Here is a link to our “talking points” document that goes into specific reasons why this bill would be very bad law. I urge ONA members to contact Sen. Coley with your views about this legislation. He can be reached at SD04@senate.state.oh.us or Senate Building, 1 Capitol Square, Ground Floor, Columbus, 43215. Phone: 614-466-8072.
Meanwhile, the bill is in the Senate Judiciary Committee. Here’s a link to the committee members. Please take time to contact them, particularly if you live in the district of a member. We do have a meeting scheduled with the chair, Sen. Mark Wagoner.
Be assured we are staying on top of this. But your voices are more important than mine.
ONA amendment creates ‘log’ of fraud complaints
We have been working since March with Rep. Ross McGregor, R-Clark County, and Auditor General David Yost’s staff on an interesting piece of legislation, House Bill 66, that creates a system for public employees to report incidents of possible fraud and abuse.
That’s the kind of good government bill most editorial pages should support. However, we had a concern that the process wasn’t transparent enough. It’s important for reporters to have at least general knowledge of what is being investigated. Otherwise, it is too easy for matters to get swept under political rugs. Yes, it could happen in Ohio.
We proposed a concept similar to the old police blotter, in which the police provide basic information about incident reports. This helps inform the public without jeopardizing ongoing investigations. Indeed, public knowledge at the start of cases often brings more evidence to light.
As of this writing, we have agreement on an amendment that would create just such a log of whistleblower complaints to the auditor general’s office. It’s our goal to see the bill pass the Senate with this amendment and eventually become law.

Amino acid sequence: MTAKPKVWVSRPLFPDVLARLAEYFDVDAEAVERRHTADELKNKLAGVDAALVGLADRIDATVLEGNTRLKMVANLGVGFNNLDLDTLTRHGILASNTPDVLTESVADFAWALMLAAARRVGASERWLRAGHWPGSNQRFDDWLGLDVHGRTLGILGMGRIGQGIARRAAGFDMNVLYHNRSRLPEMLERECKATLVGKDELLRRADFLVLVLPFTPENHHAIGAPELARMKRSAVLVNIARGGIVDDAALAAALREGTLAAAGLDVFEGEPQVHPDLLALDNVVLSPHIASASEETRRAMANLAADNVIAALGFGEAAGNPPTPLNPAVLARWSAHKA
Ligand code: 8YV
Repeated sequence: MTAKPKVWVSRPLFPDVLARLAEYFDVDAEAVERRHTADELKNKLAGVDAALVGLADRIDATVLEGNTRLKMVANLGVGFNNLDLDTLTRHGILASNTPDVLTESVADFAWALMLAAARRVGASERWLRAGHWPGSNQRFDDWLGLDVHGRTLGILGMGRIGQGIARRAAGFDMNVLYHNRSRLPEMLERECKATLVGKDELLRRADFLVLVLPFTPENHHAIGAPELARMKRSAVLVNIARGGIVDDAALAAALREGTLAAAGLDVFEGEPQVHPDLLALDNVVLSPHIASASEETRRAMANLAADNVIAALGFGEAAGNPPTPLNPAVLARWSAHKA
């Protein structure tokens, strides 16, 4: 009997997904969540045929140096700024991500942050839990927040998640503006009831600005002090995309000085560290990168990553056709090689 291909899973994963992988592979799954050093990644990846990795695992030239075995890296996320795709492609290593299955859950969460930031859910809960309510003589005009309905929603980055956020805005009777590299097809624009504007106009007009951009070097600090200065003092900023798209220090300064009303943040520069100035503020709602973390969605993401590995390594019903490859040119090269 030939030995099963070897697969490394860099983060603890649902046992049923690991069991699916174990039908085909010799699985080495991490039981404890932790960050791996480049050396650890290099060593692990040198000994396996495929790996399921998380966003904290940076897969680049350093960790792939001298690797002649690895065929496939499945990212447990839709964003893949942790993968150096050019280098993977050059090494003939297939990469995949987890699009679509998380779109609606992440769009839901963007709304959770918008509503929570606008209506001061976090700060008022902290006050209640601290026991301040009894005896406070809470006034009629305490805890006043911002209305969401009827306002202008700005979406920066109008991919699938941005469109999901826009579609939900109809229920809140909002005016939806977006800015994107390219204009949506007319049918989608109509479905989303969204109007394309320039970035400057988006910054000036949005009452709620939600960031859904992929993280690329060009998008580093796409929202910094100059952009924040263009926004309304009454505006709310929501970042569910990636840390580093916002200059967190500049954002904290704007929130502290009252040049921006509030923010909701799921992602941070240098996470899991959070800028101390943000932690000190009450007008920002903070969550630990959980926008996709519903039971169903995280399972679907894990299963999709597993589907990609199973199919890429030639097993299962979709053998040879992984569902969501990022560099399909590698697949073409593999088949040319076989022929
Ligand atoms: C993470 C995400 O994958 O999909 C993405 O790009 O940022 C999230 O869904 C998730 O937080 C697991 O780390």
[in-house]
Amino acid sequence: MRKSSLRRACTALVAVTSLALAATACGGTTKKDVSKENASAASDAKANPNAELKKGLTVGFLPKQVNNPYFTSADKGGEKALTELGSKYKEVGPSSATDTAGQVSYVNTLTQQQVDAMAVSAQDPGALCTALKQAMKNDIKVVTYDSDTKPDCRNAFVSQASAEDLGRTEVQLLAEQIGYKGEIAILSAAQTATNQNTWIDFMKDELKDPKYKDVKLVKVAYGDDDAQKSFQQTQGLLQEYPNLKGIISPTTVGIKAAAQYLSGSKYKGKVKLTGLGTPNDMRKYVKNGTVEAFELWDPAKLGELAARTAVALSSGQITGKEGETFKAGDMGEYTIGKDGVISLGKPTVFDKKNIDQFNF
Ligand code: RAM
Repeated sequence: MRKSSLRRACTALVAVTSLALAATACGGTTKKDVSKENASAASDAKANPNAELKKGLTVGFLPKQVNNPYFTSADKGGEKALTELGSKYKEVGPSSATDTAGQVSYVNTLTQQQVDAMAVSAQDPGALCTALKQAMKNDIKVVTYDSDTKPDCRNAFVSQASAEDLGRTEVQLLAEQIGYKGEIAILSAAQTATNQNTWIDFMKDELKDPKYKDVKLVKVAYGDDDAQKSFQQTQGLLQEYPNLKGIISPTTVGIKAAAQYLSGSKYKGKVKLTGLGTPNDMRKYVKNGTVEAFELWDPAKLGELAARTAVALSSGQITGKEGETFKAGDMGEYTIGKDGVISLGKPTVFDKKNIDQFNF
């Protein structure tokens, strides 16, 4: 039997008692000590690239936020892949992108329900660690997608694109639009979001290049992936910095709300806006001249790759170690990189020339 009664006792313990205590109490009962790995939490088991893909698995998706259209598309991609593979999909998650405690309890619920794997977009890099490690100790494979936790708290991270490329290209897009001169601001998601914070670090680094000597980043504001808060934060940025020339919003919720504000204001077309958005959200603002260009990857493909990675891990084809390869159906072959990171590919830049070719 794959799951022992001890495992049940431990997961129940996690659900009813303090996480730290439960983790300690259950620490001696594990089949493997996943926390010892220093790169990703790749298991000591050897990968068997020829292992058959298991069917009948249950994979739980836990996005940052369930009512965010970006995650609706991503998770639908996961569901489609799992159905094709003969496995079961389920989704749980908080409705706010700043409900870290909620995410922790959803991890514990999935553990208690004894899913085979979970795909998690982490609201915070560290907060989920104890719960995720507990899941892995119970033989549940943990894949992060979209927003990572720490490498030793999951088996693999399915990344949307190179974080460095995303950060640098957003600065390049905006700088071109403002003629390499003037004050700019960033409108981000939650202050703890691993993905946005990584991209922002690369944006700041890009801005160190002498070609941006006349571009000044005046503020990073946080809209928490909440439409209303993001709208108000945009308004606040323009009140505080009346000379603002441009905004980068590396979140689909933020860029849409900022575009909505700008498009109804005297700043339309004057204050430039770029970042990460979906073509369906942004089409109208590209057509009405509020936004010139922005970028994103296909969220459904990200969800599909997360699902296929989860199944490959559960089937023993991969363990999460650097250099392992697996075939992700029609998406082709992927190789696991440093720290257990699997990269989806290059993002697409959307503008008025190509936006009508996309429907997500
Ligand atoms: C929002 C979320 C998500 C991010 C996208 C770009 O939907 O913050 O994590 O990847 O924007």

There are several other bills we are tracking or awaiting, particularly the ones we know are coming on Jobs Ohio and “enterprise” universities for possible impact on open records and open meetings laws. ONA members can see our complete Legislative Watch List by clicking here.
Links that caught my eye
Patch claims big boost: Patch.com, which operates a number of sites in the Cleveland area, claims local election coverage gave it a big boost. However, parent AOL won’t release specific numbers.
A look into the future: Not many accurately predicted what would happen to our industry in 1981. Still, consultant and blogger Steve Outing takes a shot at looking at online news 20 years from now. If nothing else, this article will get you thinking about directions you should be exploring. Meanwhile, blogger Felix Salmon does a similar turn with a piece on the future of online advertising.
More on the future: This New York Times piece on Journal Register CEO John Paton’s views on digital-first was flying all over the Internet earlier this week.
And back to the future: If you have the time, I highly recommend this Columbia Journalism Review piece on how the San Jose Mercury News once was the center of the digital news universe (Remember all the buzz about “Mercury Center”?) and then lost its way. There are many good lessons here in the difficulty of defining and sustaining a vision.